Some of the best investment trusts to buy for growth today

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I’m continuing my search for top investment trusts for my portfolio, and today I’m turning to trusts pursuing growth. An investment trust provides diversification in a single investment, and I think that’s especially valuable for reducing the risk typically associated with growth investing.

I’ve been watching Scottish Mortgage Investment Trust for some time, and it’s on my list of growth favourites. It’s run by Baillie Gifford. As the company says, it’s “global rather than Scottish and has nothing whatsoever to do with mortgages.”

It’s a popular trust, and its shares currently trade at 4.8% above their net asset value per share (NAV). I’d be happy enough with that premium, but it does remind me that sometimes a trust can become overvalued on that measure.

It’s why I kept away from the Lindsell Train Investment Trust. At one stage, investors pushed that trust to a premium of 90%, and the price later collapsed. Today, Lindsell Train trades on a premium of 17%. That’s still high by industry standards. But it’s managed by Nick Train, who I think is one of the best in the business. Is that premium justified? I’ll have to think more on this.

US stock holdings

Anyway, back to Scottish Mortgage. Its NAV has risen over 1,000% in the past decade. Its top 10 holdings include Moderna (9.2%), Tesla (4.7%), NIO (2.8%), and Amazon (2.6%). So it clearly carries the growth risks of all of those — especially with Tencent (4.1%) from China in the mix. 

For one that offers exposure to more top US growth giants, I like the look of Monks Investment Trust. This trust allocates smaller proportions of cash than Scottish Mortgage to what I see as the riskiest stocks, with only 2% in Moderna and 1.8% in Amazon. Interestingly, Monks has 1.7% of its cash in Ryanair.

Monks has grown its NAV by a relatively modest 370% over 10 years. But I think that’s still good, and I see it as less risky than Scottish Mortgage (though clearly still carrying US growth risk). Oh, and it’s managed by Baillie Gifford too.

Growth plus dividends

My next pick is on the Association of Investment Companies’ list of Dividend Heroes. It’s Alliance Trust, having raised its annual dividend for 54 straight years. But it’s not a pure income investment, aiming for returns through a combination of capital growth and dividends.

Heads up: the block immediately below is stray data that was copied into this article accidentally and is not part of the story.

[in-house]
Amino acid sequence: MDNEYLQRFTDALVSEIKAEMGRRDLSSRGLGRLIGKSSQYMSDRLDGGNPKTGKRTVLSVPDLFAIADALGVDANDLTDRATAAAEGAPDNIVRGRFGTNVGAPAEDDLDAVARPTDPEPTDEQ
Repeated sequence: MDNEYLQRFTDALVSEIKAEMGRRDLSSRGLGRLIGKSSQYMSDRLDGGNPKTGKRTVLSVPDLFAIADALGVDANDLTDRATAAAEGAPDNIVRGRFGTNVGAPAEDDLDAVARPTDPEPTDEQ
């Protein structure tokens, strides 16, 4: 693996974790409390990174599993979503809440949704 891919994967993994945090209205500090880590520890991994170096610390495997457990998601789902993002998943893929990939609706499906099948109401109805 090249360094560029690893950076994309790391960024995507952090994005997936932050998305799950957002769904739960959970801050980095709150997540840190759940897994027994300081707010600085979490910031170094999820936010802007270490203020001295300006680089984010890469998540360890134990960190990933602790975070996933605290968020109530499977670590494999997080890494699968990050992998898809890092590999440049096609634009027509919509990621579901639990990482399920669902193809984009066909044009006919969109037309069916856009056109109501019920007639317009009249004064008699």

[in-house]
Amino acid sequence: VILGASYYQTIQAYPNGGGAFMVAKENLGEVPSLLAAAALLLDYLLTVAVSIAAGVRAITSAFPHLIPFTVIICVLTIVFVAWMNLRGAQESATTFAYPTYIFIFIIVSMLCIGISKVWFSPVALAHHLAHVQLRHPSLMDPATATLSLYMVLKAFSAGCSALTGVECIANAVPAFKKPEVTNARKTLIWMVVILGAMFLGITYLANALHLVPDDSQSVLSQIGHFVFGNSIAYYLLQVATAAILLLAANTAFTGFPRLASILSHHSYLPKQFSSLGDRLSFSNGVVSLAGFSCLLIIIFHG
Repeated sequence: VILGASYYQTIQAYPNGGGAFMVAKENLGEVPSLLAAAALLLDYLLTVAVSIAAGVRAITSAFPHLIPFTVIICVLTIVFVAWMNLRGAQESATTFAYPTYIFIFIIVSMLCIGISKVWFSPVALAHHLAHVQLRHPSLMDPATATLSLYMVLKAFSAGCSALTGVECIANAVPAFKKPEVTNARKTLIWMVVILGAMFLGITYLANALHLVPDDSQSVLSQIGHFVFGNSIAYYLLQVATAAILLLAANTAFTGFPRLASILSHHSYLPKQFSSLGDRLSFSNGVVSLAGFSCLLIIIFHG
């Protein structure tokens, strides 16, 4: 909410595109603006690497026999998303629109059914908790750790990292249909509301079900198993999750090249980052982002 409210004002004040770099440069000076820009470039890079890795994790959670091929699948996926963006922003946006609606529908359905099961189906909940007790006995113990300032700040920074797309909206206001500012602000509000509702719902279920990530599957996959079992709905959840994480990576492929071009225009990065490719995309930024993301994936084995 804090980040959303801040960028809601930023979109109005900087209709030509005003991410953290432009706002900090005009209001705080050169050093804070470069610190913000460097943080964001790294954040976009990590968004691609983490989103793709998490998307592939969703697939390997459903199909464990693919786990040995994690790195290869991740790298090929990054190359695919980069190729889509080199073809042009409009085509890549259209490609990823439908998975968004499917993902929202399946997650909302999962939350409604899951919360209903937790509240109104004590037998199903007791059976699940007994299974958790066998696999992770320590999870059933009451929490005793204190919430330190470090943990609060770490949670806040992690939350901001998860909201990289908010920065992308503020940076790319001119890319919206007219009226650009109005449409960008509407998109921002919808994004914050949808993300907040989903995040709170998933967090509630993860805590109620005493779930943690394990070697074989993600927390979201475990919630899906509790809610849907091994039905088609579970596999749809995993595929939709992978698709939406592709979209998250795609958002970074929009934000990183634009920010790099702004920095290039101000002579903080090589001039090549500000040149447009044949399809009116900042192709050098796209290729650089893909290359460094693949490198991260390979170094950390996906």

The trust’s shares have grown at an annualised rate of 14.45% over the past decade. Perhaps inevitably for a growth-seeking trust, it holds Microsoft, Facebook, and Amazon. But Visa and Mastercard are there too. So while there is US tech growth risk, it appears tempered by dividend defensiveness.

UK investment trust

What about UK growth? The BlackRock Throgmorton Trust describes itself as a “high-conviction portfolio, investing in the UK’s most differentiated and exciting emerging companies.”

The company is up front about risk, saying its investments may have low liquidity. It uses some derivatives too, rather than direct shareholdings, which creates added risk.

But it does hold an intriguing portfolio. The trust is 91% invested in the UK, with Electrocomponents its biggest holding. Gamma Communications, Oxford Instruments, and Dechra Pharmaceuticals all feature among the top 10.

I already hold City of London Investment Trust for income, and I’m now thinking of adding one of these for growth.

The post Some of the best investment trusts to buy for growth today appeared first on The Motley Fool UK.

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John Mackey, CEO of Whole Foods Market, an Amazon subsidiary, is a member of The Motley Fool’s board of directors. Randi Zuckerberg, a former director of market development and spokeswoman for Facebook and sister to Meta Platforms CEO Mark Zuckerberg, is a member of The Motley Fool’s board of directors. Teresa Kersten, an employee of LinkedIn, a Microsoft subsidiary, is a member of The Motley Fool’s board of directors. Alan Oscroft owns shares of City of London Inv Trust. The Motley Fool UK has recommended Amazon, Gamma Communications, Lindsell Train Inv Trust, Mastercard, and Microsoft. Views expressed on the companies mentioned in this article are those of the writer and therefore may differ from the official recommendations we make in our subscription services such as Share Advisor, Hidden Winners and Pro. Here at The Motley Fool we believe that considering a diverse range of insights makes us better investors.